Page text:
How To Open The Berlin Wall

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Built in 1961, the Berlin Wall became known as a symbol of communist oppression.[3] In the 1963 "Ich bin ein Berliner" speech, U.S. President John F. Kennedy stated the support of the United States for democratic West Germany shortly after the Soviet-supported Communist state of East Germany erected the Berlin Wall as a barrier to prevent movement from East to West.[4] President Reagan's 1987 visit was his second within five years. It came at a time of heightened East-West tensions, caused in particular by the debate over the stationing of short range American missiles in Europe and the United States' record peacetime defense buildup.[5] Reagan was scheduled to attend the 1987 G-7 summit meeting in Venice, Italy, and later made a brief stop in Berlin.[6] The Brandenburg Gate site was chosen to highlight the President's conviction that Western democracy offered the best hope to open the Berlin Wall.[2] His speech focused on a series of political initiatives to achieve this end. The famous "tear down this wall" phrase was intended as the logical conclusion of the President's proposals. As the speech was being drafted, inclusion of the words became a source of considerable controversy within the Reagan administration. Several senior staffers and aides advised against the phrase, saying anything that might cause further East-West tensions or potential embarrassment to Gorbachev, with whom President Reagan had…show more content…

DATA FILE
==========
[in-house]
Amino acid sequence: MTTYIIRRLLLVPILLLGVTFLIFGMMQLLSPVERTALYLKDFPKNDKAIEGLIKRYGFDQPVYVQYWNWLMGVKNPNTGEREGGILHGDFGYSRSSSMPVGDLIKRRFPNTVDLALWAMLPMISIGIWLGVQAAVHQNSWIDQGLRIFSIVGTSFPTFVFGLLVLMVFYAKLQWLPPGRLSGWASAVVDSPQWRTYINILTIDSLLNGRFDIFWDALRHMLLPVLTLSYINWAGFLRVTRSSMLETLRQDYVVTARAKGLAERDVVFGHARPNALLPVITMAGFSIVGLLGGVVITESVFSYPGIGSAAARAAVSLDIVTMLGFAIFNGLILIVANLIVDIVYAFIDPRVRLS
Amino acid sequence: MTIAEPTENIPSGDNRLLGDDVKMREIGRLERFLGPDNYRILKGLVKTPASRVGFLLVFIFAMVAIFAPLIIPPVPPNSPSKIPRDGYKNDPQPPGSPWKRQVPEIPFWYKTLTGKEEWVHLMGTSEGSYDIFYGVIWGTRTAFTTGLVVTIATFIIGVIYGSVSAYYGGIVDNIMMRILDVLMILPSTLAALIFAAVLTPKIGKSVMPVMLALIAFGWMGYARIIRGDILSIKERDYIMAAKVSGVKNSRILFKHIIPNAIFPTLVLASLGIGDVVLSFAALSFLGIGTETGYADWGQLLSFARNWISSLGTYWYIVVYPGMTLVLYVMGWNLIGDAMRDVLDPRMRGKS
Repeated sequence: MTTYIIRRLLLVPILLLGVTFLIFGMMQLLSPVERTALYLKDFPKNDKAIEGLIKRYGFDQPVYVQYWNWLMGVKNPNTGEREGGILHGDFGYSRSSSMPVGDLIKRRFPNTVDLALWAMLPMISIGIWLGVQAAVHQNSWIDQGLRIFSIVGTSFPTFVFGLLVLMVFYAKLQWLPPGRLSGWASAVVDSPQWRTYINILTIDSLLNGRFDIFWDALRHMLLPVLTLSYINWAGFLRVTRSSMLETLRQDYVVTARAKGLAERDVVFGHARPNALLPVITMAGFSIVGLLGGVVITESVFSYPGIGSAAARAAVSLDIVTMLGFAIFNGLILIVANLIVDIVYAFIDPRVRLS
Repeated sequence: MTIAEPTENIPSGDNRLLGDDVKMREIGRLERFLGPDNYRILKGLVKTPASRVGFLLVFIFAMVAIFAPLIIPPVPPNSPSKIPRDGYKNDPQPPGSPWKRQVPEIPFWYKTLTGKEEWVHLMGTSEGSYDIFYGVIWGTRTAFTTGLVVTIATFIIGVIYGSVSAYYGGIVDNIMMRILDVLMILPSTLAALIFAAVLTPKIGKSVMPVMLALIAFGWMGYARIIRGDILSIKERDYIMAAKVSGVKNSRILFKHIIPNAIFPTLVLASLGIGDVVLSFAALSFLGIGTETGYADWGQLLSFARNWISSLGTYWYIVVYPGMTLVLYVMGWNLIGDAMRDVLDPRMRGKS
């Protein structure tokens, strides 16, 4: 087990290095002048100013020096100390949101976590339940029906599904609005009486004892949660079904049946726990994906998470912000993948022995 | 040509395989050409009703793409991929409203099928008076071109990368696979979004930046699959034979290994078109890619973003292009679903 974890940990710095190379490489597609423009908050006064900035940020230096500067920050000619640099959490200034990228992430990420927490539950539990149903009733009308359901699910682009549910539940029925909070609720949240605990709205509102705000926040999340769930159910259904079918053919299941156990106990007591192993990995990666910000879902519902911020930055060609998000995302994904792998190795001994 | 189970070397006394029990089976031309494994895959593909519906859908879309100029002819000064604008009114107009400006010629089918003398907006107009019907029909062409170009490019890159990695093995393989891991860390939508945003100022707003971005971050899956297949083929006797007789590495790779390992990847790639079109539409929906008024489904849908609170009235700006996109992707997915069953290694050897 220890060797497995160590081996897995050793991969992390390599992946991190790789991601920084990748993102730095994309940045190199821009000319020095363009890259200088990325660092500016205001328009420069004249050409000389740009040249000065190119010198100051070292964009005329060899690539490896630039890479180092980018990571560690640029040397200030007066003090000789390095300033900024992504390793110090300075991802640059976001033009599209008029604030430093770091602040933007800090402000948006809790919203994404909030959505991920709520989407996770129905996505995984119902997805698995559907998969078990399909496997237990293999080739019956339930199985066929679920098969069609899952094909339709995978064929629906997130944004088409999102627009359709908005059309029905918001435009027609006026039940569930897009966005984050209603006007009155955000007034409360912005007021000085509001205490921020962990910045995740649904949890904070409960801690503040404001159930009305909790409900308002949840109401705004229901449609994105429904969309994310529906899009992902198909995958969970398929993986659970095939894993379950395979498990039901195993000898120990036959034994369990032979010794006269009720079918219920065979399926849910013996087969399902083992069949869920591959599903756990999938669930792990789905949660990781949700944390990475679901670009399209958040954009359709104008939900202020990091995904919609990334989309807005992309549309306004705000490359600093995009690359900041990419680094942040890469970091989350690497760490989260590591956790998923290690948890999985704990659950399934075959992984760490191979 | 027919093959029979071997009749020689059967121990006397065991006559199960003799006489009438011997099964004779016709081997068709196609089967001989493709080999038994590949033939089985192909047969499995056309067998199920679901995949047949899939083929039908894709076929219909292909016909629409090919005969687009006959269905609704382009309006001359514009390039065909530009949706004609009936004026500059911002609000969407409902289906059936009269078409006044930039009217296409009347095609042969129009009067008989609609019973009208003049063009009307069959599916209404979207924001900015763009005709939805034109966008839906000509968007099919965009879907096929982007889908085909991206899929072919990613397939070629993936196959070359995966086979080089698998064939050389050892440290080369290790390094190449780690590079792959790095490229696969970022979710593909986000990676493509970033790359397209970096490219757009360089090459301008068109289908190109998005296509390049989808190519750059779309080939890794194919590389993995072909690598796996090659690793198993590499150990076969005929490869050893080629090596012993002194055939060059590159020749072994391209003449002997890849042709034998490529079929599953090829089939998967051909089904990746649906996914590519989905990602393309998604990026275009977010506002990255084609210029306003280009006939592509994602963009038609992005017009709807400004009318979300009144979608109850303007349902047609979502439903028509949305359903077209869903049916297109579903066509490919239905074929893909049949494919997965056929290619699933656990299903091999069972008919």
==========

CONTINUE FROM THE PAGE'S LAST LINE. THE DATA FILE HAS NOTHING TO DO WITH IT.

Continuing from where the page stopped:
Dolan gives another account of the line's origins, however, attributing it directly to Reagan. In an article published in the Wall Street Journal in November 2009, Dolan gives a detailed account of how in an Oval Office meeting that was prior to Robinson's draft Reagan came up with the line on his own. He records vivid impressions of his own reaction and Robinson's at the time.[8] This led to a friendly exchange of letters between Robinson and Dolan over their differing accounts, which the Wall Street Journal
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